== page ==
Amanda Boe (b. 1978) is a photographer based in Brooklyn, New York. She currently works as a photo editor at The New York Times.
Boe is a 2017 recipient of the Aaron Siskind Foundation Individual Photographer’s Fellowship. She has exhibited her work in two-person exhibitions at the SFMOMA Artists Gallery and Rayko Photo Center, as well as in group exhibitions across the United States, including San Francisco Camerawork, SFO Museum, Southern Exposure, and Project Basho. Her photographs have been published in Begin Anywhere: Paths of Mentorship and Collaboration (2017) and Der Greif – A Process (2014), along with several print and online features.
She received a Bachelor of Arts in architecture from the University of Minnesota in 2001 and a Master of Fine Arts in photography from the Academy of Art University in 2011.
I watched my younger cousins grow up in a suburban neighborhood overlooking the bay in Vallejo, California. There is something idyllic about this place: pastel houses in neat rows, a perpetually lush landscape, the daily ebb and flow of fog and sun, and the quiet—a welcome respite for those escaping the city, as I often did.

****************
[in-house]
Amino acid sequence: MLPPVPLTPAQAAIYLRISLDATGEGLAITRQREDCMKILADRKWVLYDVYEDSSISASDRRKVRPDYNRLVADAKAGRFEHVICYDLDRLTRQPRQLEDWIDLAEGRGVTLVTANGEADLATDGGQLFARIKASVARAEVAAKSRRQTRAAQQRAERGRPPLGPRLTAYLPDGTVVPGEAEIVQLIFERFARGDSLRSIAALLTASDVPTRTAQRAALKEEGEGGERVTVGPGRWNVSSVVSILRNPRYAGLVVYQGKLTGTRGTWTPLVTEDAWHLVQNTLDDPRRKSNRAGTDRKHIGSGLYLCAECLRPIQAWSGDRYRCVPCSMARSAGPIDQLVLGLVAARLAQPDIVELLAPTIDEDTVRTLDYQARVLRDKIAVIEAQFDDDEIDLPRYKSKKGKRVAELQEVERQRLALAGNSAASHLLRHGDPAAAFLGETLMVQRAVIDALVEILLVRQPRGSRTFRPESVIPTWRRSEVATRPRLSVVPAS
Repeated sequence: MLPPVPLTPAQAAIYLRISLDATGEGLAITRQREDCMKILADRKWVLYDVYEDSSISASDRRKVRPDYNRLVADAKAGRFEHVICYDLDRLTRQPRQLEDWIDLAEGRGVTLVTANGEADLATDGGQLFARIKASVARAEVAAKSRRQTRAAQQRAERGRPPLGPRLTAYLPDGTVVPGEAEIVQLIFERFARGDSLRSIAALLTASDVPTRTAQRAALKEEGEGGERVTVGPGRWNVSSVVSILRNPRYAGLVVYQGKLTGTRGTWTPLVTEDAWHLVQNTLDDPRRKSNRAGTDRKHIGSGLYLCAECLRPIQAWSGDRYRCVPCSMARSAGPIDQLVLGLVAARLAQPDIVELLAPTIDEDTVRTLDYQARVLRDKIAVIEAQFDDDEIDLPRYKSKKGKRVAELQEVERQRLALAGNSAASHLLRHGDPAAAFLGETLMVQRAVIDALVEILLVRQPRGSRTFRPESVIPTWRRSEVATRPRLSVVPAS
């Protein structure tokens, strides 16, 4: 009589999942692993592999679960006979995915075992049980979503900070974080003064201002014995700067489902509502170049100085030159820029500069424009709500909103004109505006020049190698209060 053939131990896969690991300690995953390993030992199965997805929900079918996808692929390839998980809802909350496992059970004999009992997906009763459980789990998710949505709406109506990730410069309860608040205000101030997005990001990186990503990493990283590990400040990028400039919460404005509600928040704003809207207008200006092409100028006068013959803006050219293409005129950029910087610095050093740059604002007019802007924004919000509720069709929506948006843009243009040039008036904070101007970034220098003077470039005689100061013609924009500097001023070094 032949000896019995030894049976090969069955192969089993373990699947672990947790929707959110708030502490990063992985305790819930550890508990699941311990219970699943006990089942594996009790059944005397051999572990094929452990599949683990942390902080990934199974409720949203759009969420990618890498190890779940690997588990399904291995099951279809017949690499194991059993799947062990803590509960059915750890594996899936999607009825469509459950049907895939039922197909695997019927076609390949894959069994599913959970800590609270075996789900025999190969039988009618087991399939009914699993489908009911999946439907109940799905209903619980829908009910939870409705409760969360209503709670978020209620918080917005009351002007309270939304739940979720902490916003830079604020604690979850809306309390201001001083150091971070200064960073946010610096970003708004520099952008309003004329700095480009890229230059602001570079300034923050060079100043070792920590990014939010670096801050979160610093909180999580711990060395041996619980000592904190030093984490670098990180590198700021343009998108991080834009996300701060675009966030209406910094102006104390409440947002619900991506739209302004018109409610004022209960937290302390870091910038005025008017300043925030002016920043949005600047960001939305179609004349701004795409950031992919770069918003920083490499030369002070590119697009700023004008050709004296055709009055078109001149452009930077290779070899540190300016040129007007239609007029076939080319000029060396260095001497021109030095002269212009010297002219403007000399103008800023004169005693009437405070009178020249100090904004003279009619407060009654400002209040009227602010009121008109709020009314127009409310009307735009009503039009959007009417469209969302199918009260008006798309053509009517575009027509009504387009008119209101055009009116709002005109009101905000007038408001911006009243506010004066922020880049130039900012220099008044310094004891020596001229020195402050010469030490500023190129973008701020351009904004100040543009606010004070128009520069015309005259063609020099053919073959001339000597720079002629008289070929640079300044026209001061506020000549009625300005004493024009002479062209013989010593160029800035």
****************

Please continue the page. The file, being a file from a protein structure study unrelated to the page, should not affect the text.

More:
The city of Vallejo filed for bankruptcy in 2008, as the foreclosure crisis hit the region hard. Around this time, I began to photograph my cousins, their friends, and others I met along the way. The local neighborhoods of Vallejo and its sister city, Benicia, serve as the backdrop for these portraits—a social landscape shaped by conformity, economic status, and disparity.
We connected through making portraits together over the years, and in that process I witnessed a collective coming of age as identities were being explored and revealed. I wonder whether this generation will stay or leave the area. To me, they represent a sense of hope at a time when the future feels quite uncertain.
To view more of Amanda Boe’s work please visit her website.